Your original question was, “What’s the most important value that a person starting in conservation should have?” I struggled to answer this question, and I promise I tried — I wrote and rewrote, and after the third draft, I figured I was struggling because I couldn’t pin down just one value that a person should have. In the process of reflecting, I thought about my younger self. If I met her now and I was assigned to be her mentor, what are the hard-earned lessons I would share with her? I took the liberty of rephrasing your question and instead answer: what advice would you give a person starting out in conservation?
There will always be people who will doubt you. That’s okay. They have a right to. You also have a right to prove them wrong. But the necessary work is to prove yourself right.
Most of the time, we are sensitive about what other people say about us because they reveal unresolved issues we have with ourselves. People have questioned my background and my credibility (or lack thereof), and my knee-jerk reaction was to be hurt, defensive, and overcompensate. For example, I used to be insecure about being an English major in a world of marine scientists, so I studied a lot. Once I gained the respect of one detractor, another one popped up. And another. And another. To prove others wrong can be a useless and tiring pursuit. We can only work on what’s under our control - our work ethic, improving our skills, and creating the change we want to see in the world. Everything else is noise.
(The people who used to criticize me now share our punny campaigns and proudly say they once worked with me. Awww, so sweet...)
(But also, fuck u powhz.)
Learn to listen. Don’t listen to respond, listen to listen.
Seven years ago, I organized a livelihood workshop in an island community. The island had a lot of plastic waste and unemployed women, so I brought instructors who could teach them how to upcycle plastic and weave them into products so they could make souvenirs and earn income. During the post-workshop evaluation, I asked how it was. They enjoyed the workshop, they said. But they wanted to be hairdressers and manicurists. Not a single participant pursued the livelihood project.
It was a failure because I didn’t listen, I just assumed. What an arrogant bitch! I’ve never, ever done that again. Since then, every SPS project is designed through participatory means, and with rigorous monitoring and evaluation methods and reflection sessions so everyone’s opinions are heard and considered.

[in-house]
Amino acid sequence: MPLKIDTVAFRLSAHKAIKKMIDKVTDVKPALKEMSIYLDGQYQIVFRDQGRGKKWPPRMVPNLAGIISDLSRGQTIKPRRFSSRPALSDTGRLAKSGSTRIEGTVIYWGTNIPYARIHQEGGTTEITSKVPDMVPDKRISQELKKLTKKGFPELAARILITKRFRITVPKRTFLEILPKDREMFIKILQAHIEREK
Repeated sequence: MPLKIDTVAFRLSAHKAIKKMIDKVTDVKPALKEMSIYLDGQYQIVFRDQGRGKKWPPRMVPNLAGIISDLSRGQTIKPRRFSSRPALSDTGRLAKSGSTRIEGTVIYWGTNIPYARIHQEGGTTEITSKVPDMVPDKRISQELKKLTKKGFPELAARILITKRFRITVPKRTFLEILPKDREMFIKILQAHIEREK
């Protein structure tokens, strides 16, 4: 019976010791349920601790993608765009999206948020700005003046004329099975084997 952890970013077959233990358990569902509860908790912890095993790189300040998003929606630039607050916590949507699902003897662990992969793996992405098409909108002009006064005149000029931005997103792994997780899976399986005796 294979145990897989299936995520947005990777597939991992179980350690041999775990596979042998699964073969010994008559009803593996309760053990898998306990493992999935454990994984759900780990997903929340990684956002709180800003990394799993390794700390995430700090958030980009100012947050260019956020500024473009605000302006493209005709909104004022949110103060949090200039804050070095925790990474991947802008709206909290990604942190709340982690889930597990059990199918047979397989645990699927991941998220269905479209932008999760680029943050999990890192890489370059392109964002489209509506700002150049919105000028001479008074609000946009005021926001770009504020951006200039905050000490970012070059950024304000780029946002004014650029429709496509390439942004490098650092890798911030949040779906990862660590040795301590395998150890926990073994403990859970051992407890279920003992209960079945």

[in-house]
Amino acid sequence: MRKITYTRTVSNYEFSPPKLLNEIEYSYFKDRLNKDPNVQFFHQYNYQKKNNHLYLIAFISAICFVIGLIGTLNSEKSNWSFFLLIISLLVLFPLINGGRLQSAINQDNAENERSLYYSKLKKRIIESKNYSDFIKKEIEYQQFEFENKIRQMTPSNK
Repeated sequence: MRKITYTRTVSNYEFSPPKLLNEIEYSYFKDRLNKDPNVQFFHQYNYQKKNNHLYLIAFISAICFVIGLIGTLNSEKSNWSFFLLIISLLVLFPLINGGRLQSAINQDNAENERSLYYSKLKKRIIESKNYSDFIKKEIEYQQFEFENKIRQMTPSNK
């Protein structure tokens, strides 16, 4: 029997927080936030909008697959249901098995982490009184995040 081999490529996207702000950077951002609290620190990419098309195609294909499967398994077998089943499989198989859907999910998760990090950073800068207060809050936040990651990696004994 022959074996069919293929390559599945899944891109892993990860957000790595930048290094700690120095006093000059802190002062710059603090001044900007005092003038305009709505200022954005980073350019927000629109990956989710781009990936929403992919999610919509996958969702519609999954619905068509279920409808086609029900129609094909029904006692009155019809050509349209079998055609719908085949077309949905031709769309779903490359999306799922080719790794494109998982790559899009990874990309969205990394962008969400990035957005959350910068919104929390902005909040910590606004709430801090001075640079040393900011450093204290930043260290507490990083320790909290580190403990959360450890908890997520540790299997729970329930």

Keep your ego in check. Surround yourself with true friends and mentors who will help you do that.
When I (reluctantly and surprisingly) became the face of a big campaign, my phone was ringing non-stop. Reporters, government officials, and the people we pissed off wanted to talk. I crawled into my bed one afternoon, overwhelmed and scared. I texted one of my best friends, “I can’t do this. This isn’t about me. I don’t want to talk to anyone anymore.”
“Exactly. This isn’t about you. This is about [the place we want to protect]. Simula pa lang ‘to. Get your shit together,” he replied.
Para akong nabuhusan ng malamig na tubig. Ang arte ko lang pala?! I was letting my emotions get in the way of our objectives. I closed my eyes, took a few deep breaths, and started responding to the messages and missed calls.
Until now, I recall his words when I get overwhelmed:
This isn’t about you.
Simula pa lang ‘to.
Get your shit together.
We need true friends and mentors who call out our bullshit and hold us accountable to our decisions. It hurts sometimes, but we are always better for it.
Stay hopeful, but don’t replace action with hope. Persist.
It’s always strange when someone asks, “Do you think there’s hope for the Philippines?” Luh. Gagawin ko ba ‘to kung sagot ko “no”?
Hope is a survival strategy. If you don’t have hope, you’re already defeated before the race starts. The belief that a better outcome is possible serves as a north star to get you from one point to another. Hope lights your way, but you need to do just that -- get yourself (and your team, if you have one) from one point to another.
There are good days, bad days, and really bad days. It’s okay to be upset and take a break when something you worked so hard on is rejected, but don’t take it personally. (See previous section: keep your ego in check.) I know it’s hard not to take it personally because we’re passionate about what we do. But if we want the outcome bad enough, it’s our job to understand why we failed, then figure out what we can do differently to move the needle.
This field is already pretty depressing (more plastic than fish in the ocean by 2050? up to 90% of corals will die in the next century because of climate change? vaquita near extinction? mygad). Take the problems of the sea seriously, but never take yourself too seriously. Or else you’ll drown. If you’ve ever worked with me and my friends/teammates, you’ll see how much we laugh at ourselves and at each other. You'll witness how absurd our sense of humor has become. Kailangan eh. The ability to keep a sense of humor is a superpower. Use it.
These are lessons that would have helped me starting out, and I hope they help you whether or not you pursue conservation. In many ways, I still feel like I’m “starting out,” and these are lessons that will continue to be part of my playbook decades from now.